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PM: Our Cyprus losses less than Russia's
Journal Staff Report

KIEV, March 19 Ukrainian companies will be affected by a possible bank-deposit levy in Cyprus, but the impact will be much smaller than on Russian companies, Prime Minister Mykola Azarov said Tuesday.

Many Ukrainian companies, like their Russian counterparts, frequently use companies and bank accounts registered in Cyprus. Now, the practice will be tested as Cyprus is seeking to impose a tax up to 9.9% - on bank deposits to finance the countrys financial bailout.

Russian President Vladimir Putin on Monday sharply criticized the plan, while Cypruss Parliament rejected the plan on Tuesday, leaving the question open of how to fund the bailout.

Azarov said that Ukrainian capital and investments in Cyprus are a fraction of those invested by Russian companies, indicating that potential losses would be smaller.

Given the volume of transactions, we can say that it will be of a lesser magnitude compared with the Russian losses, Azarov said. Thats why Russia has so reacted to this decision. For us, it will not have such serious consequences that would have for the Russian capital.

System Capital Management, a holding company owned by Rinat Akhmetov, the wealthiest Ukrainian, in a statement on Monday denied having any problems with the levy.

SCM states that such decision of Cyprus Parliament would not affect the financial standing of the SCM Group in any way, the company said.

Ukrainian investors that keep their money in Cyprus for tax purposes frequently reinvest it back in Ukraine, technically making Cyprus one of the largest foreign investors in the Ukrainian economy.

Ukrainian investors may be holding $12 billion in Cyprus, according to Oleksandr Savchenko, a former deputy governor of the National Bank of Ukraine.

Oleksandr Soltys, also a former deputy governor of the NBU, estimated the Ukrainian money at $25 billion in Cyprus, according to Radio Liberty.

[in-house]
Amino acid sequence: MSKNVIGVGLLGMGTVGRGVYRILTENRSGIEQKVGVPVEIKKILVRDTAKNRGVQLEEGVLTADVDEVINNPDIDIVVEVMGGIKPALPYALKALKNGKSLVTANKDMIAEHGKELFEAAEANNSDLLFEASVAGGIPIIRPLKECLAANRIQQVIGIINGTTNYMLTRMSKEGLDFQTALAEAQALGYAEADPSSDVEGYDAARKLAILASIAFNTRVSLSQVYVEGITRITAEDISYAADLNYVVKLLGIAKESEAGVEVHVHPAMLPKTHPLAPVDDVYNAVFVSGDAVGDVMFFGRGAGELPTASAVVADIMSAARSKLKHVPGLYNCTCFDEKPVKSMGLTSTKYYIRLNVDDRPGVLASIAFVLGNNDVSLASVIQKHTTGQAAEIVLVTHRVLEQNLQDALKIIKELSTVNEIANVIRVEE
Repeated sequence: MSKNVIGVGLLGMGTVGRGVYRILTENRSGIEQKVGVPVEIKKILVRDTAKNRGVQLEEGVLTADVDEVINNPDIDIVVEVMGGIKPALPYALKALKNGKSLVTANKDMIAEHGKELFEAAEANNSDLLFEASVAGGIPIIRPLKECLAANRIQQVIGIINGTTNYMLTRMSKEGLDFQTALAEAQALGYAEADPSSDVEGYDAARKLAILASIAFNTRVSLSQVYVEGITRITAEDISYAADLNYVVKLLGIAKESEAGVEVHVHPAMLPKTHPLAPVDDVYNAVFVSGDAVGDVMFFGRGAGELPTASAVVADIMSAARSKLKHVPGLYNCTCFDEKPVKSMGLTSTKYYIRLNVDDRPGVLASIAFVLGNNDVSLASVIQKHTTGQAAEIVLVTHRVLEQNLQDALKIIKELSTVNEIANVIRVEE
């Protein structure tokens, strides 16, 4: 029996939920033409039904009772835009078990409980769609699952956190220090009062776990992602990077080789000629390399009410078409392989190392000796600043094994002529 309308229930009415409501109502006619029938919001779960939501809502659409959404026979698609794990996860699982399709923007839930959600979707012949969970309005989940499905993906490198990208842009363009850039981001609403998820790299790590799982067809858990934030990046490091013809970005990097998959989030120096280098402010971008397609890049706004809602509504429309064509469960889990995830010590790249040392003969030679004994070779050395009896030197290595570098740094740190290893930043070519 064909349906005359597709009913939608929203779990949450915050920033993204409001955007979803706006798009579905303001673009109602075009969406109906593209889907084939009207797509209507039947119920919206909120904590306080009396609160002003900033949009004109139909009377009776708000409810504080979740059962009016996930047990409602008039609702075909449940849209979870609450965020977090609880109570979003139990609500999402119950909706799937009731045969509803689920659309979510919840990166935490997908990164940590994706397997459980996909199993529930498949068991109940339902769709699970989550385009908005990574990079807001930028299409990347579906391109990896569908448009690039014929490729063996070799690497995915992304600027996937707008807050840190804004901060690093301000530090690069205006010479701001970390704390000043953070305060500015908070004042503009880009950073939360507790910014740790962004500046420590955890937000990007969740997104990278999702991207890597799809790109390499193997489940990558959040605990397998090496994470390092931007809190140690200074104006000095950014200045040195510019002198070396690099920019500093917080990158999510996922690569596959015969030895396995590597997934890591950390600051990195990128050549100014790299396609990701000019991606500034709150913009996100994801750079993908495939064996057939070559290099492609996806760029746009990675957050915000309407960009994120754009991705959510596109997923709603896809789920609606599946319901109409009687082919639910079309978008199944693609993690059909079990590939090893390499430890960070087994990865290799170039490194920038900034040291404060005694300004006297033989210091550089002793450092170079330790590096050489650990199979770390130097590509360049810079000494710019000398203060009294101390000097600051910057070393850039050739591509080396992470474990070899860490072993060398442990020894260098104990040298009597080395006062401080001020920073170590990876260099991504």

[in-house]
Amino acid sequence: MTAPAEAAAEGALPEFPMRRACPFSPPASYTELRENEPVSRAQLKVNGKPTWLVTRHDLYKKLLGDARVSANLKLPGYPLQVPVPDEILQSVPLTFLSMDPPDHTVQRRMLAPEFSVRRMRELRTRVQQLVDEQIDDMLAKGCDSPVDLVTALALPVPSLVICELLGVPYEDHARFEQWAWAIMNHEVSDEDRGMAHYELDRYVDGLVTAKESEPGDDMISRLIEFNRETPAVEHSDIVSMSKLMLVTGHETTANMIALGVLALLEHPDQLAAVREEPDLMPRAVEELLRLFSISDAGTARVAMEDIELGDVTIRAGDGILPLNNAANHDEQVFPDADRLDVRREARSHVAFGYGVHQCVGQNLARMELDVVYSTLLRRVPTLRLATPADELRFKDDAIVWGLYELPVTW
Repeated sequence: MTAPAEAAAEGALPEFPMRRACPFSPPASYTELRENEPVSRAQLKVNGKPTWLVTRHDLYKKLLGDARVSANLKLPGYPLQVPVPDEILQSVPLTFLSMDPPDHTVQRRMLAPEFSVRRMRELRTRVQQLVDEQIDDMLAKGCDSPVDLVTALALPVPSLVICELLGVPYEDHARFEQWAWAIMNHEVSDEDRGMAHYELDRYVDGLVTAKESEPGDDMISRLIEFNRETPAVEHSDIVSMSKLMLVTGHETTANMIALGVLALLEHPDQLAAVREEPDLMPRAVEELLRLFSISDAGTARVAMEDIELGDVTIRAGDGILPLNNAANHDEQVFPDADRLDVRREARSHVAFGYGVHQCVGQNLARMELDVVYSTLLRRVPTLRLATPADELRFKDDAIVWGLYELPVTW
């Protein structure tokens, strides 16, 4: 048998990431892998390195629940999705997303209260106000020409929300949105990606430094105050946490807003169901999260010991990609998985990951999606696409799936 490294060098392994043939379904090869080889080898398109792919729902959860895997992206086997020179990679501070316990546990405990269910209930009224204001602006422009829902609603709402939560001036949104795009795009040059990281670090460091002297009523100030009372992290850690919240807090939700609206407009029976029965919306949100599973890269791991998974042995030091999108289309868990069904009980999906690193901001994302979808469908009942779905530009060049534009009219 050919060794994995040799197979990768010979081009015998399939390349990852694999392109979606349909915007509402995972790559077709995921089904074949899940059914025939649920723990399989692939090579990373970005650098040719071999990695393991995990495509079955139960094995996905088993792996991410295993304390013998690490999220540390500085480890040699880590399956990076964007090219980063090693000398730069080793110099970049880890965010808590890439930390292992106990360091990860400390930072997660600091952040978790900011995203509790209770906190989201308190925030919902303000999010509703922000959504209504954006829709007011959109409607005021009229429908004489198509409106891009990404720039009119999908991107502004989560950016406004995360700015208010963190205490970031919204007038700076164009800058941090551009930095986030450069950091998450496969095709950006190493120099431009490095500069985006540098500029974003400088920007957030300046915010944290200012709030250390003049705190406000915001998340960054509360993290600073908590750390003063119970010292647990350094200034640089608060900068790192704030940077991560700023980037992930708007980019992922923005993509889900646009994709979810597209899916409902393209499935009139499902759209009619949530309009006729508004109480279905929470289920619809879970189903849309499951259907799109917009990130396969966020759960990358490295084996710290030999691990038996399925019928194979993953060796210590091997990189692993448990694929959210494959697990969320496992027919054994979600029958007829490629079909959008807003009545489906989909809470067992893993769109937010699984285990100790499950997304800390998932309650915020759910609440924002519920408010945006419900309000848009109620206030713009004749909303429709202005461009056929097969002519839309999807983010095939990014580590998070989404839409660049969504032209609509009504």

Last year some $3.9 billion has come to Ukraine from Cyprus, Savchenko said, according to Radio Liberty report. So, this year there will be at least 10% less, he said pointing to the plan to impose the 9.9% tax.

Azarov used the chance to highlight the fact that his government had never resorted to confiscation as a way out of the financial crisis, and said the investors should have been keeping their money in Ukraine.

"But there are some positive things in what is generally a negative decision at first glance, Azarov said. Our companies will now carefully look at their doubts about the reliability of our banking system.

We have shown for these three years that we have never resorted to confiscation. You can not blame the government in any decision of this kind, he said. It is safer to save money in Ukraine.

Cyprus President Nicos Anastasiades on Tuesday failed to secure Parliaments support for imposing losses on depositors, a key demand of European officials in return for rescue funds.

The Mediterranean island nations banks and stock exchange will remain closed at least through Wednesday as the new Cypriot president seeks backing for the 5.8 billion-euro ($7.5 billion) levy on bank deposits, a measure needed to win 10 billion euros in international aid.

Azarov said that whatever Cyprus decides to do, it should do it quickly to prevent a domino effect as lengthy debate would escalate the problems.

"I imagine myself perfectly how hard it was to approve decision like that, but they had no alternative, Azarov said. They had an ultimatum of either default or confiscation.

"And God help them to solve the matter quickly, Azarov said. The longer the debate the shakier the situation. The decision should be finally approved as soon as possible. Despite the fact that it has negative consequences, it would put an end to this serious crisis." (tl/ez)




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